# Determining what is the subsequence in LCS algorithm

I've been studing for the last week the LCS problem, and I have a question.

Whenever we are also interested in finding the longest subsequence itself (and not just its length), we create an auxiliary (string1.length X string2.length) matrix, to determing what is the subsequence by adding up arrow, left arrow or diagonal arrow, corresponding to where we came from, so we can later retrace our steps and find the subsequence itself.

(see example here: http://www.columbia.edu/~cs2035/courses/csor4231.F13/lcs.pdf at the last page)

my question is this: consider the following output matrix for running these two strings: "abfcytyruc" and "vxczcxabfc" through LCS:

``````- 0 0 0 0 0 0 0 0 0 0 0
- 0 0 0 0 0 0 0 1 1 1 1
- 0 0 0 0 0 0 0 1 2 2 2
- 0 0 0 0 0 0 0 1 2 3 3
- 0 0 0 1 1 1 1 1 2 3 4
- 0 0 0 1 1 1 1 1 2 3 4
- 0 0 0 1 1 1 1 1 2 3 4
- 0 0 0 1 1 1 1 1 2 3 4
- 0 0 0 1 1 1 1 1 2 3 4
- 0 0 0 1 1 1 1 1 2 3 4
- 0 0 0 1 1 2 2 2 2 3 4
``````

is it true that we can find the common subsequence, based on the last column in the matrix alone, without the need for some more space complexity?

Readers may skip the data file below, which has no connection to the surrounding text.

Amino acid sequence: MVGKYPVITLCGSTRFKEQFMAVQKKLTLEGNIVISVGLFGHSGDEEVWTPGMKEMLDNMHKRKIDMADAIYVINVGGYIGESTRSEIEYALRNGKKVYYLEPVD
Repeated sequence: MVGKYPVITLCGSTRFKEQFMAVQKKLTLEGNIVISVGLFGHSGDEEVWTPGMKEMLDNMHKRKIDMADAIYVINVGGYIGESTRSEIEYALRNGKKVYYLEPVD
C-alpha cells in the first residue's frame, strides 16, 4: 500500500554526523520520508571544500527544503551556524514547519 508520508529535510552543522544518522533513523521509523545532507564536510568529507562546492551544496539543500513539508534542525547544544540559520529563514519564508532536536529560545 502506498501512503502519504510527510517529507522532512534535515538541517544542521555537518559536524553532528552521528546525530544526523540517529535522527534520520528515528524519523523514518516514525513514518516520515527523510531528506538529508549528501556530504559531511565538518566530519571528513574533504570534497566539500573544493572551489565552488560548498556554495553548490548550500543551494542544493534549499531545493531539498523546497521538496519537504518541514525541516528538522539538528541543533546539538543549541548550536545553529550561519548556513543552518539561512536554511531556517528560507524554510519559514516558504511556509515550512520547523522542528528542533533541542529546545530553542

-

When using the simple dynamic programming approach (like above) you can only determine the length of the LCS with the last column, but not the actual sequence.

Here an example where it fails:

``````  a a a a a c b b
c 0 0 0 0 0 1 1 1
b 0 0 0 0 0 1 2 2
b 0 0 0 0 0 1 2 3
a 1 1 1 1 1 1 2 3
a 1 2 2 2 2 2 2 3
a 1 2 3 3 3 3 3 3
a 1 2 3 4 4 4 4 4
``````

Have a look at the Hirschberg algorithm. It is a divide and conquer adaptation of the Needleman-Wunsch algorithm and works in linear space.

-
Thanks for that link. One question though... Why isn't it true that for every x_i in that last column (or the last row, btw); if x_i and x_i+1 are different, then the x_i+1 actually represents the index of the character in the input string, that belongs to the common subsequence. –  so.very.tired Nov 22 '13 at 21:05
Not so easy to construct something that fails in small examples. I added 1 to the answer. –  cytofu Nov 22 '13 at 22:19